Archive for August 3rd, 2007

How to write badly—a proud winner tells all

3 August 2007

Gerald began—but was interrupted by a piercing whistle which cost him ten percent of his hearing permanently, as it did everyone else in a ten-mile radius of the eruption, not that it mattered much because for them ‘permanently’ meant the next ten minutes or so until buried by searing lava or suffocated by choking ash—to pee.”

This piece of prose by Jim Gleeson— a “blend of awkward syntax, imminent disaster and bathroom humor [that] offends both good taste and the English language”—has trouced thousands of others in an annual contest that salutes bad writing and awards a $250 prize.

How did he do it?

“It’s like you take two thoughts that are not anything like each other and you cram them together by any means necessary,” Gleeson said.

Read the full story: Top prize for bad prose

Also read: The bad writing contest

How should publications deal with plagiarists?

3 August 2007

# When Hindustan Times editor V.N. Narayanan was found to have flicked 10 paragraphs and 1,023 words, verbatim, from a Bryan Appleyard column in The Sunday Times, London, he was sent away without the paper explaining to the reader why he was sacked. Narayanan dutifully popped up as the head of the Bharatiya Vidya Bhavan’s journalism school in Bangalore.

# When Nikhat Kazmi, the film reviewer of The Times of India, was revealed to have filched whole sentences and paragraphs from Roger Ebert‘s review of Shark Tale in the Chicago Sun-Times, the old lady of Boribunder barely looked askance and her “reviews” continue to appear to this day.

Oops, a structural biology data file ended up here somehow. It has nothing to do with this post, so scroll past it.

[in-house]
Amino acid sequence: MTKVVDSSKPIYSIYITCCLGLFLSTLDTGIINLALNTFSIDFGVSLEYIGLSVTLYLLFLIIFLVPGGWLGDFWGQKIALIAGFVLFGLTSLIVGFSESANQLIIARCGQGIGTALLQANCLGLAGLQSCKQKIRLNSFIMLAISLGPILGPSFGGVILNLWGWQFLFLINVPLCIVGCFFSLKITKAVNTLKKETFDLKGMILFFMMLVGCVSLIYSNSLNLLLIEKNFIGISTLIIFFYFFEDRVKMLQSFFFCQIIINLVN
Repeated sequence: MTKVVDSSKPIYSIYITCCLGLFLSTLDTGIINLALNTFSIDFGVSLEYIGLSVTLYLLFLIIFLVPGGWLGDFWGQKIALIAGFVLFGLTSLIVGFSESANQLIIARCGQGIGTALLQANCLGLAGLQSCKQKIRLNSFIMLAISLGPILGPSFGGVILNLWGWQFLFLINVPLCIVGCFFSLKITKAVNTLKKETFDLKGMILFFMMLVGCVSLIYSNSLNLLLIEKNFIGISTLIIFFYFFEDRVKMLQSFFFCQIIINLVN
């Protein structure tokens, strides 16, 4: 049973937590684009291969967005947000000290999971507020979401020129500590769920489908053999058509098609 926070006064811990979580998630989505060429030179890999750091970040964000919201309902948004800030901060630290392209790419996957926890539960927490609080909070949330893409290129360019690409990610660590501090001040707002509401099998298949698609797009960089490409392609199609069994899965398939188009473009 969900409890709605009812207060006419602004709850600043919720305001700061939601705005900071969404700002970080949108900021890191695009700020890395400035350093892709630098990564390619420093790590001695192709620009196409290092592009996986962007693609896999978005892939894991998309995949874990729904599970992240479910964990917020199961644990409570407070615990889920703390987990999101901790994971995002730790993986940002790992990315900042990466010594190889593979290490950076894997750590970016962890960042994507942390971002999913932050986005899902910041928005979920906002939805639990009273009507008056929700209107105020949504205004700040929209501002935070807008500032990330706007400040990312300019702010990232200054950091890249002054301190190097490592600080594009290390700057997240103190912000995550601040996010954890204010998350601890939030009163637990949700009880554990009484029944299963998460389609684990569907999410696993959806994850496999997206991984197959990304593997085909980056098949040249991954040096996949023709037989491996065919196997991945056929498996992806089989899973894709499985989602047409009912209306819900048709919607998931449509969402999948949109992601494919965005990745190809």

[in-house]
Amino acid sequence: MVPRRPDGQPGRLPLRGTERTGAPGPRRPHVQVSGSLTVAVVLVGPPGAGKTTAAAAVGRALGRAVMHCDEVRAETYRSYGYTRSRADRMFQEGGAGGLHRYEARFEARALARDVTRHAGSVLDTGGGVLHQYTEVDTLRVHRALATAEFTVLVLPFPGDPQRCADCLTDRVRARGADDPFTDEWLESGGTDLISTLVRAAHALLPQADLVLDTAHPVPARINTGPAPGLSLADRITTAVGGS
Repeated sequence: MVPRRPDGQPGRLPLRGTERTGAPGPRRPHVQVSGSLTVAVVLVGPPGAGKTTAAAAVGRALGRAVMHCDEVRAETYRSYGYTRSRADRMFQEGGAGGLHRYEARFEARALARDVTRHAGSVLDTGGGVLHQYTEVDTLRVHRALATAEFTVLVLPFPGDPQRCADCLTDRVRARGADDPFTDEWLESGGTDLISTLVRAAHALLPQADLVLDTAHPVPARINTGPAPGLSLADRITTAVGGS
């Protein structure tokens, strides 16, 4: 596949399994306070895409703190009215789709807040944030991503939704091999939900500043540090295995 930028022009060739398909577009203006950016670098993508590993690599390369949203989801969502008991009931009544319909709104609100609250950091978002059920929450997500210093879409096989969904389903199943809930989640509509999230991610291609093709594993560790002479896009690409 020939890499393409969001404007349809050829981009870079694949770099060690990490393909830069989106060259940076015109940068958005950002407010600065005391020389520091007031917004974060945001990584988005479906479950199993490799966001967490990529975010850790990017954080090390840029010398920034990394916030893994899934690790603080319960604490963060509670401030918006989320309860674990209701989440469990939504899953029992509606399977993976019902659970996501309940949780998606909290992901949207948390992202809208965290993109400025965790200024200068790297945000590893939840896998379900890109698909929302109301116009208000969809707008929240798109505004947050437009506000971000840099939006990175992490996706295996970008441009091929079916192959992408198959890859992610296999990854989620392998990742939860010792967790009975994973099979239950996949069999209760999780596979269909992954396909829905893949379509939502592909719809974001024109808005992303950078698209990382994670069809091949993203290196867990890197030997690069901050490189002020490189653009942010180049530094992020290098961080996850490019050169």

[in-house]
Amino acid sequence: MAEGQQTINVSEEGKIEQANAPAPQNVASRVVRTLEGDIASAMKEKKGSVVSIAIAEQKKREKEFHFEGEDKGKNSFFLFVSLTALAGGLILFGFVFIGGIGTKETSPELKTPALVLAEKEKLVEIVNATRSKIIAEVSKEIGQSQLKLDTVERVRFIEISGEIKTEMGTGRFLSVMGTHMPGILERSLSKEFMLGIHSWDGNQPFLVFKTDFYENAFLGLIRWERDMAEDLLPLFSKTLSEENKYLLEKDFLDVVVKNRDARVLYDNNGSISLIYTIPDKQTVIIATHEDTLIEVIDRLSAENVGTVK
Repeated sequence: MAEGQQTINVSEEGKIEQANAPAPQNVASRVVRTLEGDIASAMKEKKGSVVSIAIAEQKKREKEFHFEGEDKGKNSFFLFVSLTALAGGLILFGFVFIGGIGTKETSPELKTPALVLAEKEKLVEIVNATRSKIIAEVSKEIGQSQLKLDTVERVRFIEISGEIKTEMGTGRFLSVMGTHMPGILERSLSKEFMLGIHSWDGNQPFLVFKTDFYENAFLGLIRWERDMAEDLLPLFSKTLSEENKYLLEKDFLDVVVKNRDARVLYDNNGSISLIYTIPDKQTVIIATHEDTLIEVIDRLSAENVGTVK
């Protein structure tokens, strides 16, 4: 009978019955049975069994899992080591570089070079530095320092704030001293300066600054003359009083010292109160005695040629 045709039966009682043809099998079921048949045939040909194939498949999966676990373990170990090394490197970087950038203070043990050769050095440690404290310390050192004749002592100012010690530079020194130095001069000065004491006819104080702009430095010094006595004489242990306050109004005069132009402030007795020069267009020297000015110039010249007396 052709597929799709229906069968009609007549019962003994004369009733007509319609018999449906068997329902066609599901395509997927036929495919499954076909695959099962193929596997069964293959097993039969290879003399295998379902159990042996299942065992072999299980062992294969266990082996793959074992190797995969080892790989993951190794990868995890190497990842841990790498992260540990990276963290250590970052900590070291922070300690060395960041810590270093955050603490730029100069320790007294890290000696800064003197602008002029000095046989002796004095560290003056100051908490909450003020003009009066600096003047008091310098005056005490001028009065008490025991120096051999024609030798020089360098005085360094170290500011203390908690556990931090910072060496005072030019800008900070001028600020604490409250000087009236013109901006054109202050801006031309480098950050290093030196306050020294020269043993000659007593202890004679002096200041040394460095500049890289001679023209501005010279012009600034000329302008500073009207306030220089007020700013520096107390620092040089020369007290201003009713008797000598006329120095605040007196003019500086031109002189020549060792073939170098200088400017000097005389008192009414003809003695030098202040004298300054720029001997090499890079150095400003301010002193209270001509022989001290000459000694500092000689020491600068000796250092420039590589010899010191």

# The Hindu‘s Gautam Bhaskaran has similarly been caught with his pants down.

How should newspapers and magazines deal with imagination-starved staffers who steal the most vital commodity of our business—words?

Should they be banished without a second thought? If so, for how long? Should they be given time off to get their bearings in order (like Jayson Blair)? Should the publication tell the world what has happened? Should other publications ever hire them again?

What is the right punishment for the crime?

On Slate, Jack Shafer writes on Michael Finkel, the New York Times journalist who was caught for some major inconsistencies in a 2002 piece on the life and work conditions of a young laborer on an Ivory Coast cocoa plantation, and who has just written the cover story for the July 2007 issue of National Geographic.

“Not many publications force journalists to pay their debts to their profession and their readers. Often, they don’t even send the bill…

“If I had the constitution of a hanging judge, which I don’t, I’d have sent Finkel directly to the gallows for his lies. He deliberately wrote things that were not true and called the work journalism. If that doesn’t constitute a professional death wish, I don’t know what does.”

Read the full story: The return of Michael Finkel

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